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# Merton’s model, credit risk and volatility skews - page 13 / 26

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Mertons model, credit risk and volatility skews

On the basis of the regression R2, the results also show that the implied spreads match CDS spreads better on a firm-by-firm basis than when looking across firms on a particular day. What this means is that the models seem to work better at explaining how the observed credit spreads for a firm change over time than they do at discriminating between different firms at a single time. The two implemen- tations are comparable when applied on a firm-by-firm basis, but the ImpVol implementation appears to provide a better fit than the Trad implementation when applied cross-sectionally.

# 4.1 Rank correlations

The results presented so far indicate that both implementations of Merton’s model are consistent with the data in the sense that there is a positive relationship between the model predictions and the observed data. There is also some evi- dence that the relation between the implied credit spread and observed credit spread is non-linear.

To address the apparent non-linearity we could test alternative non-linear models. However, the nature of the non-linearity is not known and it may differ from firm to firm. A general approach to fitting data that are subject to an unknown non- linear relationship is to linearize the data by translating observations to ranks. Formally, if

y = f (x)

for some monotonic increasing function, f, and we have a set of observations {(x1, y1), (x2, y2), …, (xn, yn)}, then

r(yi {y1, y2,, yn}) = r(xi {x1, x2,, xn})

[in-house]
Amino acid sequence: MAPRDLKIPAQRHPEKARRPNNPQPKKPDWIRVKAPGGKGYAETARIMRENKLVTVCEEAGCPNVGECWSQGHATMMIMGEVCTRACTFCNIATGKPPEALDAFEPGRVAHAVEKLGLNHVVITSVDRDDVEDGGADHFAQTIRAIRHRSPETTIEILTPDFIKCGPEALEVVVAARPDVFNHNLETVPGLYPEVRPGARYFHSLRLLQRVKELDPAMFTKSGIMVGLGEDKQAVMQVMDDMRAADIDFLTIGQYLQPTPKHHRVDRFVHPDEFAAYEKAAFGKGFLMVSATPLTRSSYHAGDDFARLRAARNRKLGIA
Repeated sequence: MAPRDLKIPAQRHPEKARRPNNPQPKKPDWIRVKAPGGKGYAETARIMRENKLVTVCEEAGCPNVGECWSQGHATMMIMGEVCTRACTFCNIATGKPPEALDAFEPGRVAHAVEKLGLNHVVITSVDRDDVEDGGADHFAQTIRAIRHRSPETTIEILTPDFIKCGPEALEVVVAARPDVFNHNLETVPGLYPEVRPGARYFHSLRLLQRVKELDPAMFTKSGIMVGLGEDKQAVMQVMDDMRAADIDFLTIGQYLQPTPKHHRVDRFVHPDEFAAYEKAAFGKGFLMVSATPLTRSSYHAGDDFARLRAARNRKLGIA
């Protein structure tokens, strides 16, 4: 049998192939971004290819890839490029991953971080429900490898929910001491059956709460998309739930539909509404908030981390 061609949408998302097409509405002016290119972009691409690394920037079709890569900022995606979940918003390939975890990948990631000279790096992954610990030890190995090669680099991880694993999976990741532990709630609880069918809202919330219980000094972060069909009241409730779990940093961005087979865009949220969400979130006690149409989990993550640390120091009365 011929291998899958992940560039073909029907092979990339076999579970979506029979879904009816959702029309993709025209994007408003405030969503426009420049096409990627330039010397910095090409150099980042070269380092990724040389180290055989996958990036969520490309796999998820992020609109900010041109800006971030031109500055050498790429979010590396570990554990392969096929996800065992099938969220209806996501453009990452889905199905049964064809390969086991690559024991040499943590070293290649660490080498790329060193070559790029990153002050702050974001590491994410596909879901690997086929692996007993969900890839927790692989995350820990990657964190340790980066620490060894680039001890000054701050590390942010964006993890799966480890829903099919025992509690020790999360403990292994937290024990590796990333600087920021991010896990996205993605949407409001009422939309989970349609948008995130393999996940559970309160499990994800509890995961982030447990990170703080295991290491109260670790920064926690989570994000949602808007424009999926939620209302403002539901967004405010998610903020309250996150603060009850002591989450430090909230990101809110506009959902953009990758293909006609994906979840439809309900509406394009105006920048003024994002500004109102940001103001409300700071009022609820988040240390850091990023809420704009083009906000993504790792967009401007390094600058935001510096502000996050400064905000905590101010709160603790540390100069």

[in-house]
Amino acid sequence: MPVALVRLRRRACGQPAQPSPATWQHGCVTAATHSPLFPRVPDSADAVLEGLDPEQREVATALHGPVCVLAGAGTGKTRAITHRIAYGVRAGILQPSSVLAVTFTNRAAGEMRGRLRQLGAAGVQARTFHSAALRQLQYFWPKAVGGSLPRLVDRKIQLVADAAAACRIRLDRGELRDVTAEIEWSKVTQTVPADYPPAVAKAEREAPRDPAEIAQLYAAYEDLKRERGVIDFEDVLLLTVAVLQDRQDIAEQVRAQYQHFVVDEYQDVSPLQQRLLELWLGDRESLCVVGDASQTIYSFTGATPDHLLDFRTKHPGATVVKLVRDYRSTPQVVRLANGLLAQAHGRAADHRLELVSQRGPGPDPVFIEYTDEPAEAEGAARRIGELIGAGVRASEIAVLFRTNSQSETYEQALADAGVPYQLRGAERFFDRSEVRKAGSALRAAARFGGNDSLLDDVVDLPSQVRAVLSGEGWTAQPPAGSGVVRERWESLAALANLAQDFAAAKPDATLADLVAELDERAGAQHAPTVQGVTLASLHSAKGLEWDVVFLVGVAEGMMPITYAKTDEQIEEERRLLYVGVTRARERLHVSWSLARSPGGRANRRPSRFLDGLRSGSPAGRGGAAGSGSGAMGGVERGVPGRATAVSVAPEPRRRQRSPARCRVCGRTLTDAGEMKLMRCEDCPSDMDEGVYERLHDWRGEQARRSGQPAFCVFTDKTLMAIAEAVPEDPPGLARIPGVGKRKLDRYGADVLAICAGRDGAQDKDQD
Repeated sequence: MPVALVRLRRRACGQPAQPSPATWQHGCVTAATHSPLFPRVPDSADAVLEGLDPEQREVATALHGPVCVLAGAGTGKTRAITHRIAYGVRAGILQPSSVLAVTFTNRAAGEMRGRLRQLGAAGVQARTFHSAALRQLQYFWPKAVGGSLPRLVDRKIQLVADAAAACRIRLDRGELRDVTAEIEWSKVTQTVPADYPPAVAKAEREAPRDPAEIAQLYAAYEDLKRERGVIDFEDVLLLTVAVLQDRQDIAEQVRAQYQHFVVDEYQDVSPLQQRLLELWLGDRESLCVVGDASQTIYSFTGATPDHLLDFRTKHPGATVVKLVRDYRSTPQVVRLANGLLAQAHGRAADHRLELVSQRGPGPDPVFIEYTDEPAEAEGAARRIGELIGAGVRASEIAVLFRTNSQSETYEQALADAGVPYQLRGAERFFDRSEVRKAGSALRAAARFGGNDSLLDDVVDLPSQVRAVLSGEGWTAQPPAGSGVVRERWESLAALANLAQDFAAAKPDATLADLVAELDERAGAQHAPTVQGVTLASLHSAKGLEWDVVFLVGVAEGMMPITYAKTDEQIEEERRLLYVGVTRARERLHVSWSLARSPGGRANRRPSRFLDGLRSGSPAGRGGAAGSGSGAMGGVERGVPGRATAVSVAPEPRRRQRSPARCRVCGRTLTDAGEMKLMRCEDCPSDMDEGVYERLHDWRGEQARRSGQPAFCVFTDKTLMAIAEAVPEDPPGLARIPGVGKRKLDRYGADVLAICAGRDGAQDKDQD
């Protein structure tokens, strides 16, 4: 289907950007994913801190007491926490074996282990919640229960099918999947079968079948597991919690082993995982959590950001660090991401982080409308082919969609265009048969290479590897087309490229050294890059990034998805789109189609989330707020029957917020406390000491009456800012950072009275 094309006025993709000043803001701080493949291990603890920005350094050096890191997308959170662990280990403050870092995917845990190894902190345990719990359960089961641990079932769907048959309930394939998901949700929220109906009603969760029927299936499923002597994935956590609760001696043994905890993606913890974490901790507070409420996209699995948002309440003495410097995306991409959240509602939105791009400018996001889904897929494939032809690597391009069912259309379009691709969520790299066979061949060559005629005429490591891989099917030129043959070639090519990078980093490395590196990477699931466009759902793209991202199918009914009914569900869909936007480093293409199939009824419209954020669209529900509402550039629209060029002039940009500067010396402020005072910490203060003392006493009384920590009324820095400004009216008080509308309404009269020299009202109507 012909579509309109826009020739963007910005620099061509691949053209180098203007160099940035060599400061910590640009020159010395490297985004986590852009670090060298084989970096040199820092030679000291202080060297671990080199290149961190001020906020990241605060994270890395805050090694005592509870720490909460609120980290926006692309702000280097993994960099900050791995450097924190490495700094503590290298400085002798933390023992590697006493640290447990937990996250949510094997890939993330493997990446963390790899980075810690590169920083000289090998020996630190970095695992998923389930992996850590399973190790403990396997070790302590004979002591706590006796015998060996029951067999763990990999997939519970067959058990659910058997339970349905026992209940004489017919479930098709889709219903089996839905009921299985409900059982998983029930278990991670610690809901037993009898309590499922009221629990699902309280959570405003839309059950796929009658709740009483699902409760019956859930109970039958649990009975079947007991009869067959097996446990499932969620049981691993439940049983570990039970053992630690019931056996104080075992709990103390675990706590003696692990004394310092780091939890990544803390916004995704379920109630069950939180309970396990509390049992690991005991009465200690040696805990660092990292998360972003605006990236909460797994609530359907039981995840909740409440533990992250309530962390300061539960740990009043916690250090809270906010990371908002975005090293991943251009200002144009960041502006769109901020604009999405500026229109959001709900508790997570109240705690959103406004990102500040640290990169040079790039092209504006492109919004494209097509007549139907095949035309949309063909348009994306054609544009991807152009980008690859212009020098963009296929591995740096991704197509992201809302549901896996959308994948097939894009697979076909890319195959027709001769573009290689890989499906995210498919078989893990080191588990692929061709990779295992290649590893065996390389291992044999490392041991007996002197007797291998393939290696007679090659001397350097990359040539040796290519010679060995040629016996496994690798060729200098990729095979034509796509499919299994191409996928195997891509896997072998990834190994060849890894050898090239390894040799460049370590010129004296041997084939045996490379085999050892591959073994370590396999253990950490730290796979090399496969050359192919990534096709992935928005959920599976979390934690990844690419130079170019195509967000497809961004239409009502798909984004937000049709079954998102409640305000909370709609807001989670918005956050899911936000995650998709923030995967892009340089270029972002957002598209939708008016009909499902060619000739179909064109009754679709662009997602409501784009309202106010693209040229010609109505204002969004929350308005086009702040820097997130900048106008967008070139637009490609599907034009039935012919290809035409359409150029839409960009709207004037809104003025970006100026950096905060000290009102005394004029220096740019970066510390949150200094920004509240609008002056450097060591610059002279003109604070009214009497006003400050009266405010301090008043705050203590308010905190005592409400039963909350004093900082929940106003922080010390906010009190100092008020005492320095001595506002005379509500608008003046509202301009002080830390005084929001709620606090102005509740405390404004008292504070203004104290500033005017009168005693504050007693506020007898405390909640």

where r(a{b}) is the rank of a within the set b. This linearization works per- fectly in the deterministic case described here, but difficulties arise when variables are observed with error. However, there is a well-developed literature on rank correlation which will allow a more formal and robust distribution-free test to determine which version of the model is more consistent with the data.13

There are two measures of rank order correlation in the literature: Kendall’s and Spearman’s. To explain how they are calculated, suppose that we have n observations on two variables. (In our application the variables are five-year implied credit spread and five-year observed CDS spread). As a first step we calculate the rank of each observation on each variable.

13 In the context of our tests, it is interesting to note that proponents of the commercial use of Merton’s model claim that, although estimated default probabilities and credit spreads are not accurate, the models rank the credit quality of companies well. See, for example, Kealhofer (2003a, 2003b).

# Research papers

www.journalofcreditrisk.com

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